By Shawn Perry
Whether or not you ever cared about the Spike TV Original Series Blue Mountain State, the recent success of its Kickstarter Campaign to fund a movie represents another major step forward in the relationship between fans and producers. So while Veronica Mars may have done it first and Community will likely do it again soon – what Blue Mountain State accomplished they did as a team so you should care, brobeans.
"They've got the guns but we've got the numbers," screamed Jim Morrison on the song "Five to One" by the Doors. While the lyrics are open to infinite interpretation, to me, it is a battle cry for the inherent power of true society to win out against all forms of dogma and cultural imperialism. The right team will always win, even if we're not 'the right,' because our voice is the loudest and "we're taking over."
Back when this song was written in the late sixties Morrison could have been referring to any number of shifting public opinions or social issues. If the Lizard King were alive to sing it today however, the lyrics could easily refer to the current state of media. It does not require a long memory to recall the last time a popular television show was cancelled for reasons that had nothing to do with quality and were beyond the control of its fanbase. Whether it was hindered by a bad time slot, poor promotion or was simply on the wrong network the story of a good show failing for the wrong reasons is as old as pop culture itself. But as I type this in 2014 that story is changing, and it brings me to the subject of this piece, that is; during the past month the power of numbers prevailed and fans helped give new life to the cancelled Spike TV Original Series: Blue Mountain State.
During its three-season run on Spike TV, Blue Mountain State brought a hilarity and a touch of surrealism to the timeless story of college football players drinking, getting laid and not going to class. The comedy featured an excellent cast and garnered a small but loyal following based on the merits of its smart writing, inspired storytelling and balls-to-the-walls debauchery.
Although BMS was not a critical darling like some other recently revived shows, as the New York Times and Variety can corroborate, it was cancelled despite having a growing audience with an unfortunate preference for streaming the show on Netflix. While the show experienced significant gains in ratings over its first two seasons on Spike TV, it dipped to about 900,000 in Season 3 and that was all she wrote for the Mountain Goats.
Alan Ritchson, who starred on the show as surrealist blonde jock caricature Thad Castle, shed some light on the show's cancellation in a recent interview with Den of Geek.
We were surprised as much as the fans were. We were told we were coming back for a fourth season and not only that but we were told [Lionsgate] was working on a deal to do two seasons back to back. All of a sudden the next phone call we got was it was going to be cancelled.
While the program did not deliver huge ratings for Spike TV, in all fairness, it is not as though the network is known for its rich satirical comedy. Fans were much more likely to stumble across the program on Netflix than in-between episodes of Cops and Catch a Contractor. This is an unfortunate predicament for new fans, as Ritchson explains:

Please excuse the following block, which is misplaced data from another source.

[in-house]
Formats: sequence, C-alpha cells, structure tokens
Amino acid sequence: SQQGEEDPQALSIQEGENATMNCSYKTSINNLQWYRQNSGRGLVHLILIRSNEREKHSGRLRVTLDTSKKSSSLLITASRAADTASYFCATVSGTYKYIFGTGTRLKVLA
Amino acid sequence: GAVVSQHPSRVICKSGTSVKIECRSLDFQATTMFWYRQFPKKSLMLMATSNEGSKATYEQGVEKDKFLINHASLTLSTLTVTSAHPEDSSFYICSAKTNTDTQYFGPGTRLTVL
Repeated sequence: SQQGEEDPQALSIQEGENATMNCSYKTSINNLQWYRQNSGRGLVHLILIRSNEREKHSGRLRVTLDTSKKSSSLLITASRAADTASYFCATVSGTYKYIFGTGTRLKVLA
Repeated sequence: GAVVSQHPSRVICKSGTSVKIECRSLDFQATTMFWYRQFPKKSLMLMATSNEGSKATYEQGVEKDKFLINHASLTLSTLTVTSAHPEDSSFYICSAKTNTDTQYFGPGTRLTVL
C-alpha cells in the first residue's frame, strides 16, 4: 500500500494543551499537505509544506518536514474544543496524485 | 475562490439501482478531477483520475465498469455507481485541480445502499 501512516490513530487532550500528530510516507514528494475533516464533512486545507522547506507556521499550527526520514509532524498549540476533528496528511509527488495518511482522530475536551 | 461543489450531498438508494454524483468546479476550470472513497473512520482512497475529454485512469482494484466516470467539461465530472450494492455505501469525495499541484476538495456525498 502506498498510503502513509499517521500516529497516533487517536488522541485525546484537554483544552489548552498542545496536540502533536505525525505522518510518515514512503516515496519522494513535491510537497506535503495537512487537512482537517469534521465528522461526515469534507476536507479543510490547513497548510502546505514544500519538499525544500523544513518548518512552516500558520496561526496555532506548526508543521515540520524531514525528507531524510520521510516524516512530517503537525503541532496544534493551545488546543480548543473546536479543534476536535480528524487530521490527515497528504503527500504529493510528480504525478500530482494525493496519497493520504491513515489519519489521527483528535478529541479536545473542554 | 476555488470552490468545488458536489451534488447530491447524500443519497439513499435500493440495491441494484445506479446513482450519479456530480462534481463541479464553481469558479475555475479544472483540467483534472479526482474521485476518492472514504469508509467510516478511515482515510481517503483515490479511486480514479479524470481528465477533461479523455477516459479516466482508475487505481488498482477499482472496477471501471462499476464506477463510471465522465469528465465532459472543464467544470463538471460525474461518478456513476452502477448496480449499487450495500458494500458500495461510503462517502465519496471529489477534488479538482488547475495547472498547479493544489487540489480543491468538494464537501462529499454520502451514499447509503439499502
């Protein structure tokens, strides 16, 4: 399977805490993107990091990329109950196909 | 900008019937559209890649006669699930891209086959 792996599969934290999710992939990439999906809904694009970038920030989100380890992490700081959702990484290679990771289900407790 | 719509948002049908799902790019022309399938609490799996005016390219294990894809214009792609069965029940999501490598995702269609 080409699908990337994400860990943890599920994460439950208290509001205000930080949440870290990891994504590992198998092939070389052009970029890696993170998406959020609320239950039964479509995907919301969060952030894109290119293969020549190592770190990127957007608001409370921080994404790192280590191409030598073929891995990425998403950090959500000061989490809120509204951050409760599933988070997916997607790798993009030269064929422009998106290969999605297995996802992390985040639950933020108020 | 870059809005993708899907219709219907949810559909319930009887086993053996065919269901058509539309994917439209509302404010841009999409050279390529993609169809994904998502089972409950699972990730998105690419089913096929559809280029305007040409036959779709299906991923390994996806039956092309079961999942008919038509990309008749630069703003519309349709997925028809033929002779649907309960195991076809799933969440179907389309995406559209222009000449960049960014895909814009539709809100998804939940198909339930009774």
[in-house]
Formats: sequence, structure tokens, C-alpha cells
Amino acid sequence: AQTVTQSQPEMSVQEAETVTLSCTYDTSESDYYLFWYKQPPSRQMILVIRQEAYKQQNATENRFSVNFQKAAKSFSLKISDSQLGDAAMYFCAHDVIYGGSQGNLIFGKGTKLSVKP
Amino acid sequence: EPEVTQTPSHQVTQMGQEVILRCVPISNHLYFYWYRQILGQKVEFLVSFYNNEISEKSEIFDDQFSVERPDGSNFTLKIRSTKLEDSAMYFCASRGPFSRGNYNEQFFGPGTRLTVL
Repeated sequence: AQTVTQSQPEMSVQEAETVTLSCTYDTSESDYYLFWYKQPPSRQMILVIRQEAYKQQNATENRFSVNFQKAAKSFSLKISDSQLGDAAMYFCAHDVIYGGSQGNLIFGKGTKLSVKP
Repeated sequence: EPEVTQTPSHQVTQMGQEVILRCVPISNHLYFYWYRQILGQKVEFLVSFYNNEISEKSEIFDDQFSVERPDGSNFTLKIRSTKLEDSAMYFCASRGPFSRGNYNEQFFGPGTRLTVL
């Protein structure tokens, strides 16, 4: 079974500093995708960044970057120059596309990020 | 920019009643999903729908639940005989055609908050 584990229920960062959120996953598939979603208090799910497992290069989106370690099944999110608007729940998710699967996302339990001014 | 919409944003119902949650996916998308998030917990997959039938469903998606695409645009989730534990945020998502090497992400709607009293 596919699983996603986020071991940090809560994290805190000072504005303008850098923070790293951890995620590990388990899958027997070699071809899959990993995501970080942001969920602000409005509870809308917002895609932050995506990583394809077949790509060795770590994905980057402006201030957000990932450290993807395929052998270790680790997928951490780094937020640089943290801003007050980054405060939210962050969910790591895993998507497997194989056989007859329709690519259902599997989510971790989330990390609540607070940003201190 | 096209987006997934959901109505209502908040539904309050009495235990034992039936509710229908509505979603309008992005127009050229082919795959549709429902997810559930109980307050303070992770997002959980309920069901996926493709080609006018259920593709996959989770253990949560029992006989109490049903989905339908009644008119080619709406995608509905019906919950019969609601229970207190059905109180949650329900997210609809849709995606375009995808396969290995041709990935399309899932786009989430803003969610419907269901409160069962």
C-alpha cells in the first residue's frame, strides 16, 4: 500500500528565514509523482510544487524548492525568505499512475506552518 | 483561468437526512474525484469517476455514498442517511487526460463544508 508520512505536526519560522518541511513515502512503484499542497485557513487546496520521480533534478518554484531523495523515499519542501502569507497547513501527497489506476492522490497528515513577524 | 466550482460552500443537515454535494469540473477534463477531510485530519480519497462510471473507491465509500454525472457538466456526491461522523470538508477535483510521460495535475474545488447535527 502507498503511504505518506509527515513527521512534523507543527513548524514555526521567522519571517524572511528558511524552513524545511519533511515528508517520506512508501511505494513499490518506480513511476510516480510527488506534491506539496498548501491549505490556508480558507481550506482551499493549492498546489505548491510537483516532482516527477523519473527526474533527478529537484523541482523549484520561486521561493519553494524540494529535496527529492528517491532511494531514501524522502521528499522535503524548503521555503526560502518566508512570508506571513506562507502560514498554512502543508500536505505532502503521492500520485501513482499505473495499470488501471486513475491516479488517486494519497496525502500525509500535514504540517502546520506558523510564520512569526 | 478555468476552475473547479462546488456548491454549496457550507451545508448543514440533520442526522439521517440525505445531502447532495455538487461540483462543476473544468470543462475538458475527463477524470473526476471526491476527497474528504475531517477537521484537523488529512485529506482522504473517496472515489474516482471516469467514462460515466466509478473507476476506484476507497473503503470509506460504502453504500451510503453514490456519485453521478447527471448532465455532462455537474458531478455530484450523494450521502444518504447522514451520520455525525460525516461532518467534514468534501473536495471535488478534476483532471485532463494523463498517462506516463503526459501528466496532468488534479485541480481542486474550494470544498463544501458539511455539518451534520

Since the show went to Netflix the audience grew in the millions worldwide. People have a strange misfortune of discovering the show and falling in love with it and finding out it is no longer being produced. We get requests all the time to revive and [the movie] felt like something within our means.
In my opinion, the show did not fit on Spike TV but it was a perfect match for Netflix. Similar to It's Always Sunny in Philadelphia and The League, each episode requires little or no prior knowledge to enjoy and the show as a whole lends well to binge marathons but also holds up well to repeat viewings. The humor and creative energy of the cast and crew is palpable throughout the entire run of the series, which can largely be attributed to the management of showrunners Eric Falconer and Chris 'Romanski' Romano.
In a manner that is thematically similar to the nature of the shows recent revival, there is a special sort of synergy that occurs when everyone on a production has the freedom to be heard and contribute. As Ritchson explains, the collective unity and team spirit on-set is what made Blue Mountain State a special show to work on and is also a big part of why every one involved was ready to come back:
It was not hard getting these guys back together for the movie. We put the calls out there and everybody was overwhelmed so that was the easy part.It's hard to put into words the chemistry we have. It's truly a family. It started with Romanski and Falconer, the showrunners. These guys put in a lot of effort without it looking like effort into creating a family. It was such an open environment creatively. I've worked on sets where if you stray from the lines you're getting pulled aside. It was the only set I've ever been on where nobody wanted to be in their trailer. It was like a frat it was so fun. It was totally a college experience and no one wanted it to end. Every night we'd go hang out and we'd be inseparable. I attribute that to [Romanski and Falconer] and I commend them for that because it's something that nobody does and that chemistry was tangible it was almost like its own character on our show.